TMG-L ArchivesArchiver > TMG > 2011-02 > 1297353971
From: "John Cardinal" <>
Subject: Re: [TMG] A Collection of Examples
Date: Thu, 10 Feb 2011 11:06:11 -0500
Terry Reigel wrote, in part:
> Strangely enough, it found Wiemann, but neither Fenker nor
> Gapsch are found, though they appear quite clearly in several
> directories in the collection.
In the words of the poet C. Berry, "it goes to show you never can tell."
> I suspect they may use a
> spell-checker of some sort to improve the results of the OCR
> process and it dismisses those rare names. But it does find
> Glabe, but that surname isn't quite so rare.
Most OCR programs use dictionaries to try and improve the results, but in my
experience with them, they will not exclude words that fail the
spellchecker. They will attempt to convert an unrecognized word to a
recognized word if there is a close match, but leave the unrecognized word
if there is not high confidence in the correction.
Way back when, I was involved in writing some software that processed OCRd
text, and our spellcheck was optimized to the sorts of character recognition
errors I described earlier rather than to a more typical spelling correction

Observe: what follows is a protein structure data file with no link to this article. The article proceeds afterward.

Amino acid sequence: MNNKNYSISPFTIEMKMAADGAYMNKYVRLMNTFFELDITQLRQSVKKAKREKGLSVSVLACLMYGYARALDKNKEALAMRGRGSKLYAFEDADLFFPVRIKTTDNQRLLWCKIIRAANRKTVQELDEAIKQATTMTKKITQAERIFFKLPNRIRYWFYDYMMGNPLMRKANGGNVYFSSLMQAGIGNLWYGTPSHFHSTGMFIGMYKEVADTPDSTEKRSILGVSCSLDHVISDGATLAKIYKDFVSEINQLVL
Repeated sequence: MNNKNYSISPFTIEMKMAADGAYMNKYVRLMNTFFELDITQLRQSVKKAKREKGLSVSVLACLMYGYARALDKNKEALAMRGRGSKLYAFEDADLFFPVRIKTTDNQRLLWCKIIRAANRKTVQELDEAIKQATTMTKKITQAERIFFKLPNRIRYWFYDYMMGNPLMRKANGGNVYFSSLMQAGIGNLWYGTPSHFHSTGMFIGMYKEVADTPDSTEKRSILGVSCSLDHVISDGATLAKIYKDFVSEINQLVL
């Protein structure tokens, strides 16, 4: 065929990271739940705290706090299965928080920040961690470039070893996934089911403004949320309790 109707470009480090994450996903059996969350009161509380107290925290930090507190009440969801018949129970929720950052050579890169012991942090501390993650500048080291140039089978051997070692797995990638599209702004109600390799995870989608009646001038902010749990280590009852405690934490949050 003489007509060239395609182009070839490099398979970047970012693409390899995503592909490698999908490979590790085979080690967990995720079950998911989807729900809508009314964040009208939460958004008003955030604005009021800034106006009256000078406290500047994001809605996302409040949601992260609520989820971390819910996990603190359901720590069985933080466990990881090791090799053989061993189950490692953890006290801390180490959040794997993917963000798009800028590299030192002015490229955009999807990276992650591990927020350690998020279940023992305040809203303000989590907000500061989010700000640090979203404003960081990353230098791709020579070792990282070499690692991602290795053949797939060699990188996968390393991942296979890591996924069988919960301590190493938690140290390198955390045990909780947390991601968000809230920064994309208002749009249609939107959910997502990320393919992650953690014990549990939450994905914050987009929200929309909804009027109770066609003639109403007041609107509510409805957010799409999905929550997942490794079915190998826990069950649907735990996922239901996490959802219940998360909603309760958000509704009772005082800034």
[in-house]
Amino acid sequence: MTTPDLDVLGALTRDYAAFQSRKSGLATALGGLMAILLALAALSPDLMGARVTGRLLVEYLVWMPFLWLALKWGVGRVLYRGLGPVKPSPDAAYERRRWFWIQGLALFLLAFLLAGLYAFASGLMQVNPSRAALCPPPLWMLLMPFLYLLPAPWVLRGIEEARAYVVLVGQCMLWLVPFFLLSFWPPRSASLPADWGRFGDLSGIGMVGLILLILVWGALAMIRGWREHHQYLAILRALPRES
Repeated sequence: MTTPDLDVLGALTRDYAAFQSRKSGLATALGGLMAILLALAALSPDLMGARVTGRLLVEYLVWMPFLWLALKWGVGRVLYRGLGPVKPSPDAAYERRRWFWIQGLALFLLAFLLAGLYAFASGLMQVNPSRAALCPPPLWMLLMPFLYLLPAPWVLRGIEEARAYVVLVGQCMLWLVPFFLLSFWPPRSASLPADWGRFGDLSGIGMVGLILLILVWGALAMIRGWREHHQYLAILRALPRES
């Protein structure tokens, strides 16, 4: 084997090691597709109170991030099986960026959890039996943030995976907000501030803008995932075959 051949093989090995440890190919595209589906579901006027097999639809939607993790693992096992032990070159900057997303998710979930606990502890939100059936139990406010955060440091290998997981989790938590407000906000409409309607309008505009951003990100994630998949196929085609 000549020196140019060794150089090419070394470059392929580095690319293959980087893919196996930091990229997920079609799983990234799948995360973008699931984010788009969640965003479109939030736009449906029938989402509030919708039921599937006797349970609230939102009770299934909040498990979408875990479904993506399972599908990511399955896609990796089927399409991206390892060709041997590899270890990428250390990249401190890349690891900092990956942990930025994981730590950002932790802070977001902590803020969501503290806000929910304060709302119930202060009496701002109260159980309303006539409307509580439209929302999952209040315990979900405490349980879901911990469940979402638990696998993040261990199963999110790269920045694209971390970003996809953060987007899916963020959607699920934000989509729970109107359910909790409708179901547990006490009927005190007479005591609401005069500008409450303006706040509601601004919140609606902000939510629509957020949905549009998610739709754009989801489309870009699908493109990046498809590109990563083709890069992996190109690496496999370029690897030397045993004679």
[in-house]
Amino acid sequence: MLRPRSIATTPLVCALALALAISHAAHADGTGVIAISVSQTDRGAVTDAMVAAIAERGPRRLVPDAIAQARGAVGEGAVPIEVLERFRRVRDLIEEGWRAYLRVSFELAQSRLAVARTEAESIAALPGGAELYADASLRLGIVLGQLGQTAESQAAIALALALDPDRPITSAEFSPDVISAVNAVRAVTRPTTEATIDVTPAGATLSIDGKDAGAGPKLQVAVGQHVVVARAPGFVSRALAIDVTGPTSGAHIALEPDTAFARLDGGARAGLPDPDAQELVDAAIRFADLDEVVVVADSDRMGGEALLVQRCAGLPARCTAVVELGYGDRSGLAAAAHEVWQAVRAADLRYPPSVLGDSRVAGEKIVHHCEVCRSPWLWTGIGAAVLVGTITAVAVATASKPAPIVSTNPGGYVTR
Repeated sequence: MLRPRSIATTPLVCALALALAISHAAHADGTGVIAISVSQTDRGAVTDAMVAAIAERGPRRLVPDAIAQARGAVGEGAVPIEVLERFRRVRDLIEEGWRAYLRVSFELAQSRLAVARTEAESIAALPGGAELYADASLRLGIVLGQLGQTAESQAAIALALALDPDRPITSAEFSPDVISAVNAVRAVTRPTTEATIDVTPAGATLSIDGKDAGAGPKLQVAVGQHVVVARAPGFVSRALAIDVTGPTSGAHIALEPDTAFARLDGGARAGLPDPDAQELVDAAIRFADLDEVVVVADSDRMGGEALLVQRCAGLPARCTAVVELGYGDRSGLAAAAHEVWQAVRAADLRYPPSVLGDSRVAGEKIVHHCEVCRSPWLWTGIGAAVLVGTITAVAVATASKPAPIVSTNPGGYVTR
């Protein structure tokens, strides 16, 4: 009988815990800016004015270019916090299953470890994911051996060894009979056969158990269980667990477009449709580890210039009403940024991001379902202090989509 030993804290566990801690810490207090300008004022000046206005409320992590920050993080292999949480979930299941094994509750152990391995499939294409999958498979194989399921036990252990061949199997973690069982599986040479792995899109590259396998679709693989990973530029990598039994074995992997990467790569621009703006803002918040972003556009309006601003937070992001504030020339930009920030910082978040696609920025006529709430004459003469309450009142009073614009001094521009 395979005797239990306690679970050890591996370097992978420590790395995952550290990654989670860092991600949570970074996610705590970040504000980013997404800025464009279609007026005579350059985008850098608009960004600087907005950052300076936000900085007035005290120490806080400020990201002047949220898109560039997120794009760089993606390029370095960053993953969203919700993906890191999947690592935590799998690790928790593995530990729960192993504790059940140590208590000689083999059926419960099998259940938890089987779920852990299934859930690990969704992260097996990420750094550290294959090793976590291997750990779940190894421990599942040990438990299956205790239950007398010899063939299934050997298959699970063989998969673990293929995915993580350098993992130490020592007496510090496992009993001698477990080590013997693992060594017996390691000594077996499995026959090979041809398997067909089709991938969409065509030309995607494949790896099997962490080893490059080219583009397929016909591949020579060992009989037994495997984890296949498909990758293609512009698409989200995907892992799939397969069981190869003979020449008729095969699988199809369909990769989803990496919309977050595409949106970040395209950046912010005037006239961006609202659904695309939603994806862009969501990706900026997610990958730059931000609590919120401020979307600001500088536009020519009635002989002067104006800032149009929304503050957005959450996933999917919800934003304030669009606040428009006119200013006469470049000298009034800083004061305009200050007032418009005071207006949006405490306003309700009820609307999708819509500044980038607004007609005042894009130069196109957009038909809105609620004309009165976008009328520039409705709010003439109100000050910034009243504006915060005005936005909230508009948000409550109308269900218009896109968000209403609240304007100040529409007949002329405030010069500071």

where software tries to improve the writing skill of a human author. If a
word failed the spellcheck, our OCR software would attempt to correct for a
series of possible recognition errors. If the word contained two successive
Ns, it would change the two Ns to a single M and retry the spellcheck, for
example. The confidence factor was computed based on the types of
corrections made and the number of corrections relative to the length of the
word. The state of the art has advanced considerably since I worked with
OCR, and I suspect the methods have changed, but I bet they still have
spellcheck software that is optimized for words with possible character
Eventually, genealogy gets us involved in just about every area of